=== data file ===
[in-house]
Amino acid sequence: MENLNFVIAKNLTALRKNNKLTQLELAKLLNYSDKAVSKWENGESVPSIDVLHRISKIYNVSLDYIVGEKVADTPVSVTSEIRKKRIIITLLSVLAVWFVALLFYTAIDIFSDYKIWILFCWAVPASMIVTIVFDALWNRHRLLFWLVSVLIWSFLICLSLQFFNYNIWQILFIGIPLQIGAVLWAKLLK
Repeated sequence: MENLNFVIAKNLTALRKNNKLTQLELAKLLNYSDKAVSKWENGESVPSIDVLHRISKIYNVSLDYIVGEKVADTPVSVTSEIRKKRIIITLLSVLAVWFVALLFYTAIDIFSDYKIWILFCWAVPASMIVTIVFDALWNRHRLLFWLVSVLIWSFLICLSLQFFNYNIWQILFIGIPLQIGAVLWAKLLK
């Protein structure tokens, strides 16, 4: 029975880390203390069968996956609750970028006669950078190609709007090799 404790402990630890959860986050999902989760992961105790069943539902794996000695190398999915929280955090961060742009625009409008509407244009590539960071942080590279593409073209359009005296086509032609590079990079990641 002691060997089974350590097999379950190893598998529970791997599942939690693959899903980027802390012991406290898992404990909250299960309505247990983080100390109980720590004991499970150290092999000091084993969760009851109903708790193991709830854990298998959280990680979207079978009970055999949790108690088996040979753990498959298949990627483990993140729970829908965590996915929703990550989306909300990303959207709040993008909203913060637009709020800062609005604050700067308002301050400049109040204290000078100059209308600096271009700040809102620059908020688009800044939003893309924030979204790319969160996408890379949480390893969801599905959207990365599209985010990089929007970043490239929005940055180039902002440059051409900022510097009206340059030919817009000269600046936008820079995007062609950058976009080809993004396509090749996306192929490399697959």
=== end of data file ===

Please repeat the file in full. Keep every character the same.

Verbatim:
[in-house]
Amino acid sequence: MENLNFVIAKNLTALRKNNKLTQLELAKLLNYSDKAVSKWENGESVPSIDVLHRISKIYNVSLDYIVGEKVADTPVSVTSEIRKKRIIITLLSVLAVWFVALLFYTAIDIFSDYKIWILFCWAVPASMIVTIVFDALWNRHRLLFWLVSVLIWSFLICLSLQFFNYNIWQILFIGIPLQIGAVLWAKLLK
Repeated sequence: MENLNFVIAKNLTALRKNNKLTQLELAKLLNYSDKAVSKWENGESVPSIDVLHRISKIYNVSLDYIVGEKVADTPVSVTSEIRKKRIIITLLSVLAVWFVALLFYTAIDIFSDYKIWILFCWAVPASMIVTIVFDALWNRHRLLFWLVSVLIWSFLICLSLQFFNYNIWQILFIGIPLQIGAVLWAKLLK
């Protein structure tokens, strides 16, 4: 029975880390203390069968996956609750970028006669950078190609709007090799 404790402990630890959860986050999902989760992961105790069943539902794996000695190398999915929280955090961060742009625009409008509407244009590539960071942080590279593409073209359009005296086509032609590079990079990641 002691060997089974350590097999379950190893598998529970791997599942939690693959899903980027802390012991406290898992404990909250299960309505247990983080100390109980720590004991499970150290092999000091084993969760009851109903708790193991709830854990298998959280990680979207079978009970055999949790108690088996040979753990498959298949990627483990993140729970829908965590996915929703990550989306909300990303959207709040993008909203913060637009709020800062609005604050700067308002301050400049109040204290000078100059209308600096271009700040809102620059908020688009800044939003893309924030979204790319969160996408890379949480390893969801599905959207990365599209985010990089929007970043490239929005940055180039902002440059051409900022510097009206340059030919817009000269600046936008820079995007062609950058976009080809993004396509090749996306192929490399697959």